Comparison of the SP-induced changes in viabilities of glioblastoma cells, as determined by assays dependent on ATP (CellTiterGlo) or NAD(P)H (CellTtiterBlue).

Figure 4: Comparison of the SP-induced changes in viabilities of glioblastoma cells, as determined by assays dependent on ATP (CellTiterGlo) or NAD(P)H (CellTtiterBlue). Cultured cells were incubated in rich medium supplemented with 20 mM SP for 24 h. The cells are ordered according to their ability to preserve the NAD(P)H levels. The data are presented as means ± SEM. Number of experiments as in Figure 3. Statistical significance of the differences between the two assays (#, p≤0.05) was determined by two-way ANOVA followed by Tukey test for multiple comparisons. The same statistical analysis of the SP-affected vs control cells revealed that levels of ATP in all cells but LN405 were different from those in the corresponding controls.

A study of the time-dependence of the SP-induced changes in cellular ATP levels demonstrated intermediary increases in cellular ATP during the exposure to SP (Figure 5), which has previously also been observed in primary neurons [42]. As seen in Figure 5A, increasing the incubation time from 5 to 24 h in the presence of 0.5 mM SP revealed ATP increases in T98G and U87 cells. However, at 20 mM SP, U87 and T98G cells could only preserve their ATP levels between 5 and 24 h, whereas a similar increase in ATP could be observed in LN405 cells which were more resistant to SP (Figure 5B). Remarkably, 1321N1 and 52/11 cells, which strongly differ in their sensitivity to SP according to the NAD(P)H-dependent assay (Figure 3A), were both unable to stabilize their ATP levels, as revealed upon incubation of 1321N1 and 52/11 cells with 20 mM SP (Figure 5B). This finding indicates that the high cellular NAD(P)H levels are not necessarily indicative of unperturbed metabolism.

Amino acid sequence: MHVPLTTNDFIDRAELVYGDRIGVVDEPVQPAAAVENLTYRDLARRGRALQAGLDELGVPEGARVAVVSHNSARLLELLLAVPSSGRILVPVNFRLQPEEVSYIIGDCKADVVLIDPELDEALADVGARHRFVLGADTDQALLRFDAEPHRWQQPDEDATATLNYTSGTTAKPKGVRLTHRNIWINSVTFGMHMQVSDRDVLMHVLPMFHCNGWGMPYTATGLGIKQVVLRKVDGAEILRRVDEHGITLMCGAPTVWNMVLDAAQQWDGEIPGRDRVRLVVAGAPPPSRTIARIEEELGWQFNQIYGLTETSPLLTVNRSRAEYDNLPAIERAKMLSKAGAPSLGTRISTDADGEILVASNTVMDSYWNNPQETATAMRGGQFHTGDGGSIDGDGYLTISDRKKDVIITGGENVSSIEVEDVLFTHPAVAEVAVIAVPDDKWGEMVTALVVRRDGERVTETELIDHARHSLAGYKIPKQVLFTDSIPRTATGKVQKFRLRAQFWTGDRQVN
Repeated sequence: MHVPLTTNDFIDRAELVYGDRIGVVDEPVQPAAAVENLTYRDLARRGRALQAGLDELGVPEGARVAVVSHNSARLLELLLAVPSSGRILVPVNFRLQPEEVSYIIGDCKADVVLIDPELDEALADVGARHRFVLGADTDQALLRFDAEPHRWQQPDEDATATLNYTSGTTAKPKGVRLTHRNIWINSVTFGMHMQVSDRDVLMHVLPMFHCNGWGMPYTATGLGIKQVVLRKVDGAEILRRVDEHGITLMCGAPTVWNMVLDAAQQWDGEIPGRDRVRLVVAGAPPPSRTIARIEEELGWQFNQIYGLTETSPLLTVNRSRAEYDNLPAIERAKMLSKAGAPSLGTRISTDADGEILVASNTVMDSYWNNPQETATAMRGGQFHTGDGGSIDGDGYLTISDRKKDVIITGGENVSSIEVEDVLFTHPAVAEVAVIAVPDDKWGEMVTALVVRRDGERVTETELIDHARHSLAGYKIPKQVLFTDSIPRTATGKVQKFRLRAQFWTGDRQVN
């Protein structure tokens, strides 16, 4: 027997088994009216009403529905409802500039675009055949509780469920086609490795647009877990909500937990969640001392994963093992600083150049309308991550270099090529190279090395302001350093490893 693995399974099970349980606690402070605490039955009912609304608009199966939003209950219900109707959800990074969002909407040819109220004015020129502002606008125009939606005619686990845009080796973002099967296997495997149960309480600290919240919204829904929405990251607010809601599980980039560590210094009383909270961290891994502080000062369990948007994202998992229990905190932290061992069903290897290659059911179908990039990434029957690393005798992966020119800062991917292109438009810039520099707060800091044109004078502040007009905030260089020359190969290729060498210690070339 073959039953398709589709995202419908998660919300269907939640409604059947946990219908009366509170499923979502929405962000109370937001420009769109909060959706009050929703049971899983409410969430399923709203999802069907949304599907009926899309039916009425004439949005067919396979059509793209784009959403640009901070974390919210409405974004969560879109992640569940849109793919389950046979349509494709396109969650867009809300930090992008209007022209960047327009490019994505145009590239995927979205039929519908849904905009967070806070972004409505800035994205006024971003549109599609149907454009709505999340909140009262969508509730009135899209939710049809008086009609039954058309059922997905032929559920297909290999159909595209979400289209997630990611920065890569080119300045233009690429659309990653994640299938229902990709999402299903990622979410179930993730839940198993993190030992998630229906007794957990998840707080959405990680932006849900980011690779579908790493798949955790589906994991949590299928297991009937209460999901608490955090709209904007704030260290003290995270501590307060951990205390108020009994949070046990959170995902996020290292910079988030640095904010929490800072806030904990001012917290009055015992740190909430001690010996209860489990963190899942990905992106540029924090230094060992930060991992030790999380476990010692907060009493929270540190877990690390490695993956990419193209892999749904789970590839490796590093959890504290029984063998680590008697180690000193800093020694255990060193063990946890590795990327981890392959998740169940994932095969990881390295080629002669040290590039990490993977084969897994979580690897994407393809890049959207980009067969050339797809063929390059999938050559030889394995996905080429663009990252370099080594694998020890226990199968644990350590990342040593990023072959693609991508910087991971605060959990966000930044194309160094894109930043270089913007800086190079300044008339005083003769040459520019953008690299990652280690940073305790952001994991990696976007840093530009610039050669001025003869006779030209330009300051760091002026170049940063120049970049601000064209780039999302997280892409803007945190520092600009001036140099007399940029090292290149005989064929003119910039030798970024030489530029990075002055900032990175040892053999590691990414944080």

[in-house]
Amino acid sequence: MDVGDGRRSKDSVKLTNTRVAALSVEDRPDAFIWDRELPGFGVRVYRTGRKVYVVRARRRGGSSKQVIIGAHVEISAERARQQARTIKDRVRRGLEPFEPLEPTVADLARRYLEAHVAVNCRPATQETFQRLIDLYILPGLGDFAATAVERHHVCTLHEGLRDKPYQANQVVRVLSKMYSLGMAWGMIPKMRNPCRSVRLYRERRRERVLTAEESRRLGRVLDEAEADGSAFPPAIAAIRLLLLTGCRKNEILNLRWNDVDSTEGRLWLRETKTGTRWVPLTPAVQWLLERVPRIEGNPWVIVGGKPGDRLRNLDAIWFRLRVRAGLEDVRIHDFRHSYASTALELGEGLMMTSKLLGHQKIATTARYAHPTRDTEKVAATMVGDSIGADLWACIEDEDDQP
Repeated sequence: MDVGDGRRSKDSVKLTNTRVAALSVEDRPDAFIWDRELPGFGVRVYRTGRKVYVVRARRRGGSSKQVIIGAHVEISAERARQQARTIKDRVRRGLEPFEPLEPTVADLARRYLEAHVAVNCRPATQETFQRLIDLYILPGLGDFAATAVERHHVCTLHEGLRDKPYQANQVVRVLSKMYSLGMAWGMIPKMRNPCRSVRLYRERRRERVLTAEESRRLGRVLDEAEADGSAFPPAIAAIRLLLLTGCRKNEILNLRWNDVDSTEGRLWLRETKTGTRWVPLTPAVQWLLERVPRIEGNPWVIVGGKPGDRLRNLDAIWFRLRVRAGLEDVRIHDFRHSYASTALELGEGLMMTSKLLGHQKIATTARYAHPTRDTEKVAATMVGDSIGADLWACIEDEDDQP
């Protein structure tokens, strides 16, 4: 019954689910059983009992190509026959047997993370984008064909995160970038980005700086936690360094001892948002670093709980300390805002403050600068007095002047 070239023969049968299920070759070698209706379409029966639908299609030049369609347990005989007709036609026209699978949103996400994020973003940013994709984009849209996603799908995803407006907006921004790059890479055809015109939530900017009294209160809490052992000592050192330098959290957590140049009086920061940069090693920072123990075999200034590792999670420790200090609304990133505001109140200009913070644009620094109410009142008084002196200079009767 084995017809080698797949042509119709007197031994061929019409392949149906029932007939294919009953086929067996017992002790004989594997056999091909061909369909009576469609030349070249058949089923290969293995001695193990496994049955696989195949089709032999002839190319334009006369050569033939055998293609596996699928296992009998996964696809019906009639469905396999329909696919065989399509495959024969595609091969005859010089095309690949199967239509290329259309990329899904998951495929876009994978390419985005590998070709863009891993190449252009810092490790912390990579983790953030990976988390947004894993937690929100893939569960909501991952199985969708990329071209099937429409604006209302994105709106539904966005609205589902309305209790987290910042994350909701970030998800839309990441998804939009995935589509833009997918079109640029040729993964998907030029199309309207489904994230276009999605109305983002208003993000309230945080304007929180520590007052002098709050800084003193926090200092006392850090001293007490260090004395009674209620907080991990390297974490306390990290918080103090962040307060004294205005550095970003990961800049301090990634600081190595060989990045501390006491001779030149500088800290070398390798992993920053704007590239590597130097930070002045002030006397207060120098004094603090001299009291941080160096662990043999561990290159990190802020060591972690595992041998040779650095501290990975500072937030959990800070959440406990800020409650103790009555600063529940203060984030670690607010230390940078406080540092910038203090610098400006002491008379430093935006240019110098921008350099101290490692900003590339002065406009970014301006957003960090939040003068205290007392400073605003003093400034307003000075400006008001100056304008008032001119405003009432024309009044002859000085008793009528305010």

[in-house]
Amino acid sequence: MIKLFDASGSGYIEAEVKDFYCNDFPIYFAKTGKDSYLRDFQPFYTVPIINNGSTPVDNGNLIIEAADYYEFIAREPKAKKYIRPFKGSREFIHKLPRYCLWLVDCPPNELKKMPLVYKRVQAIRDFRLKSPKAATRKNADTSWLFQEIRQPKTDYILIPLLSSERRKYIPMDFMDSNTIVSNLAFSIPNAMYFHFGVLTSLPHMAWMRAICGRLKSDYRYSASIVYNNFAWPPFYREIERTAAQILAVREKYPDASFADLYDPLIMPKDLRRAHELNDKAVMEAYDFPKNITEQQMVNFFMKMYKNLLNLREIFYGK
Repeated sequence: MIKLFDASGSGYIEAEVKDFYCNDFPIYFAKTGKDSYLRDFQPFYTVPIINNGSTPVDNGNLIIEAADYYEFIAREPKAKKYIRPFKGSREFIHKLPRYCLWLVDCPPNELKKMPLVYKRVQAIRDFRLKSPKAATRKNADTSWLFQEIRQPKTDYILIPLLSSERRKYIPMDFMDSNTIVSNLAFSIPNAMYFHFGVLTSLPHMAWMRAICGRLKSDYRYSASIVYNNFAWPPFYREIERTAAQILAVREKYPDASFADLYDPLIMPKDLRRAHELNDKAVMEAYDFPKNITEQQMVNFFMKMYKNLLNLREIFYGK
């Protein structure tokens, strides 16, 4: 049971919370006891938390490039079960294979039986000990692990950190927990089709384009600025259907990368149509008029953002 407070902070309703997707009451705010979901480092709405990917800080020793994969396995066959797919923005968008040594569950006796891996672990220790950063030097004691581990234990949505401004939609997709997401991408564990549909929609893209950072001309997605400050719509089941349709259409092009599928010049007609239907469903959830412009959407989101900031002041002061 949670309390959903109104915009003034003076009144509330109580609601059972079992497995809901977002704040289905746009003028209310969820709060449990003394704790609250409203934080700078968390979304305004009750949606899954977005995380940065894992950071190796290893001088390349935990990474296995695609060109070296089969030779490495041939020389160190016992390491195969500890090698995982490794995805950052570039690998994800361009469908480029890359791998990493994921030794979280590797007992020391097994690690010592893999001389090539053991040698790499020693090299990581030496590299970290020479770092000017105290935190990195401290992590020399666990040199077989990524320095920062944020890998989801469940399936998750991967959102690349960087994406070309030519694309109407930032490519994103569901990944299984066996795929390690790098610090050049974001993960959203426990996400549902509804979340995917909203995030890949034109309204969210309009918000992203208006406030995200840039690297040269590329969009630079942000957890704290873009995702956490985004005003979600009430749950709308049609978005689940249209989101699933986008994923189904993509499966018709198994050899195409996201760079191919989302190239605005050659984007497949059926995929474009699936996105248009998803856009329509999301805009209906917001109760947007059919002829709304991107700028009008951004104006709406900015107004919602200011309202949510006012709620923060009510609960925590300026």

Time dependence of cellular ATP levels at low and high concentrations of SP.

Figure 5: Time dependence of cellular ATP levels at low and high concentrations of SP. A. SP 0.5 mM. B. SP 20 mM. At both SP concentrations, the cell order corresponds to the cellular ability to preserve ATP levels after 24 h at 0.5 mM SP. Values are means ± SEM from 4 independent experiments with cell lines. For primary glioblastoma cells 85/13 and 52/11 one independent experiment was done with freshly isolated cells, as cell morphology changed after freezing-thawing. Statistical significance (#, p<0.05) between the differences in ATP at 5 and 24 h is shown, as determined by two-way ANOVA followed by Tukey test. Compared to the corresponding controls, 20 mM SP induced statistically significant decreases in ATP levels in all cases except for 1321N1 and 52/11 at 5h, and LN405 at 24 h.

The observed differences in the SP sensitivity of the glioblastoma NAD(P)H and ATP levels did not correlate with the glioblastoma cell growth rates. At the beginning of the SP exposure, the cells were usually at about 60% confluence. The determination of ATP levels in control cells, i.e. those incubated for 24 h without SP and providing for reference values in Figure 5, allowed us to estimate growth of the different cultures used in the experiment, between 5 and 24 hours. The corresponding increases in ATP levels were between 0% (85/13) and 60% (1321/N1). These proliferation indices did not reflect the SP sensitivity of the NAD(P)H levels of the cells. In particular, the SP sensitivity of NAD(P)H levels in both 85/13 and 1321/N1 cells was similarly low (Figure 3A, Figure 4). On the other hand, the SP-sensitive T98G cells and the SP-resistant LN405 cells (Figure 3A), which also significantly differed in the ability to preserve their ATP levels (Figure 5), showed a similar 30% growth under control conditions during the experiment. As a result, the time- and concentration-dependent changes in cellular ATP levels and ATP/NAD(P)H ratios due to SP treatment do not correlate with the cell growth rate, but depend on cell-specific molecular mechanisms employed to compensate for perturbation in the OGDH reaction.